This article demonstrates through several examples of misplaced technology and clash between intellectual property laws and freedom of speech. The first example stated in the article is that of an Apple engineer leaving his prototype next-generation iPhone in a bar and it ended up at gizmodo.com—a website devoted to technology. The folks at Gizmodo tore into the iPhone, confirmed its authenticity, and then put photographs of the phone along with a list of its new features on the gizmodo.com site. Apple, rather than suing, at least so far, simply asked for the prototype phone back and Gizmodo complied. Could Apple sue Gizmodo or would First Amendment protect Gizmodo, only depending upon certain different factors and to an extent on the particular court hearing the case. The ultimate authority on the First Amendment, the United States Supreme Court, generally loathes limiting free speech for any reason.
SAY SOME REALLY GOOD INTEL REGARDING A CERTAIN TECHNOLOGY FALLS INTO YOUR LAP. You know or at least suspect that whoever gave you the information wasn’t supposed to. What can you do with this newly acquired knowledge? Tell other people? Blog about it?
Cases like these are hard and sometimes force intellectual property protections into a clash with freedom of speech protections under the First Amendment of the U.S. Constitution.
By now you might have heard the story of how a prototype of Apple's new iPhone made its way onto the Web. Supposedly, an Apple employee forgot his prototype next-generation iPhone in a bar and it ended up at gizmodo.com—a Web site devoted to technology. The folks at Gizmodo tore into the iPhone, confirmed its authenticity, and then put photographs of the phone along with a list of its new features on the gizmodo.com site. Apple, rather than suing, at least so far, simply asked for the prototype phone back and Gizmodo complied.
Could Apple sue Gizmodo? For what? Would the First Amendment protect Gizmodo? The answer to that depends on several factors and, to a certain extent, the particular court that hears the case.
In one earlier case, a student by the name of Robert Lane was given secret photos, blueprints, and other documents pertaining to Ford automobiles that had not yet been brought to market. When Lane published these documents on his Web site in 1998, Ford sued alleging violations of the trade secret laws. But, a judge refused to force Lane to take the information off his Web site. The reason was the First Amendment's general prohibition against restraining speech. Sounds good for Gizmodo.
But, in another case only a year later, the First Amendment was of no help. In that case, Andrew Bunner posted on his Web site a DVD decryption program developed by someone else. Since Bunner knew or should have known the DVD decryption program contained trade secrets (in this case encryption secrets of the DVD Copy Control Association Inc.) and since publication of the program was not a matter of public importance, a different court held Bunner could be required to take the program off his Web site. This case, then, is a point in Apple's favor.
Other previous cases would favor Gizmodo but still others would favor Apple. Meanwhile, legal scholars debate the correct interplay between IP protection and the First Amendment. According to Andrew Beckerman-Rodau, a Suffolk Law School professor who studies and writes about these kinds of cases, “the Lane and Bunner cases represent a conflict between the property rights protected by trade secrets law and free speech rights.” He believes the Lane case is an aberration and that most courts will follow the Bunner case.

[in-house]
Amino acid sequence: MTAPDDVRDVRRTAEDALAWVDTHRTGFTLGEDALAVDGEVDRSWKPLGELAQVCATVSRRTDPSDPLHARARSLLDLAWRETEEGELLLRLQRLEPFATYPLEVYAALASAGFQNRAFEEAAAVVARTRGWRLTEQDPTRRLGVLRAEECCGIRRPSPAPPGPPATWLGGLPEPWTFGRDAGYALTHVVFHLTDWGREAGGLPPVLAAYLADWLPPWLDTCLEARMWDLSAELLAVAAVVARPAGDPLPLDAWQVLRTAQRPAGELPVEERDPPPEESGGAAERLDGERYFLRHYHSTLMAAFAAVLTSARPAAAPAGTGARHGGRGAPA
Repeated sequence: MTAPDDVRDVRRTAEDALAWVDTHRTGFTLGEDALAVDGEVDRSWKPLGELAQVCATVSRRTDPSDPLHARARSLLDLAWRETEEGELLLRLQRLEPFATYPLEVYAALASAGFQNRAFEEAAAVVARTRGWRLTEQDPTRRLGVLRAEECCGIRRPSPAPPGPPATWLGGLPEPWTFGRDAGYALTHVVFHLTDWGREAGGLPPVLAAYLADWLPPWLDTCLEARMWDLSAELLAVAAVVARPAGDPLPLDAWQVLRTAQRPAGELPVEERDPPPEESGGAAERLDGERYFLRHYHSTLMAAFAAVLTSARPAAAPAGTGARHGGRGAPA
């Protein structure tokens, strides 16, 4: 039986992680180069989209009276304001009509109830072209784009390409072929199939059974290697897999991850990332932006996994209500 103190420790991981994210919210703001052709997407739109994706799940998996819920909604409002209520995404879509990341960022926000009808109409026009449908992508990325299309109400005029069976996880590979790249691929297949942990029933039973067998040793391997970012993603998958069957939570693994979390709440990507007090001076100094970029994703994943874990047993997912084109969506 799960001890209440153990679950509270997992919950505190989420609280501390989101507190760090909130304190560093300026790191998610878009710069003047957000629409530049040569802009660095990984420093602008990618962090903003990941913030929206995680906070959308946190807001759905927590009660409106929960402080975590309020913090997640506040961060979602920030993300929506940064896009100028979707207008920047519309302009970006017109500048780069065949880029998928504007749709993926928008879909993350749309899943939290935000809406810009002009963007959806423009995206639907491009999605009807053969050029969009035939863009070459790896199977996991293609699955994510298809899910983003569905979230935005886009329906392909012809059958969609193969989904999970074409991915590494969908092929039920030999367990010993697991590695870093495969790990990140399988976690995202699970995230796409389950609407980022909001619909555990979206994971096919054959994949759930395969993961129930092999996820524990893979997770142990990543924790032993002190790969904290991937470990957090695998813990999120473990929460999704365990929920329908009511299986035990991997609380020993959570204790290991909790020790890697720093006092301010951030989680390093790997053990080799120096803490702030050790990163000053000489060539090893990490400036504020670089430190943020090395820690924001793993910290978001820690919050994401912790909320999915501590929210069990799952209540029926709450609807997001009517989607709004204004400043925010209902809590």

Don’t be fooled into thinking that since Gizmodo didn’t steal the iPhone then Gizmodo can’t be held responsible for talking about it. Many states have fairly broad trade secret laws which would hold Gizmodo liable if it knew or reasonably should have known the prototype iPhone was Apple's secret. The real question is, given the particular facts, does the First Amendment trump state trade secret laws?
It also might be important that the intelligence in this case was a thing; not a document. Posting unauthorized copies of documents on a Web site can be a copyright violation and the First Amendment doesn’t usually interfere with the Copyright Act unless there is a “fair use” exception—news reporting, for example.
On the other hand, the ultimate authority on the First Amendment, the United States Supreme Court, generally loathes limiting free speech for any reason. In fact, while the Gizmodo situation was unfolding, the Supreme Court struck down a U.S. law criminalizing movies depicting acts of cruelty to animals. Sounds like a legitimate law, but the court found it overly broad. It was also the Supreme Court which allowed the New York Times, back in the early ’70s, to publish the Pentagon Papers—a top secret government report the Times obtained from an intermediary.
Maybe Apple shouldn’t take any action and should quietly let this story die. In another case, e-mails from Diebold Inc., concerning security vulnerabilities of the company's electronic voting technology, began appearing on various Web sites. Diebold, using the Digital Millennium Copyright Act, sent cease and desist letters to the organizations hosting the sites where the e-mails were posted. But, the overall effect was to draw even more attention to Diebold's security vulnerabilities. At the end of the day, Diebold shut down its enforcement effort.
Apple might learn something from that case. Besides, from what I can tell, Gizmodo worships Apple. And, what good would it do to force Gizmodo to pull its story now? The cat will not go back into the bag once the cat hits the Internet.
Aside from the legal considerations which have yet to be thoroughly worked out by the courts, perhaps we would all be a little better off if we remember what our mothers told us: If it isn’t yours or you don’t have permission to use it, hands off.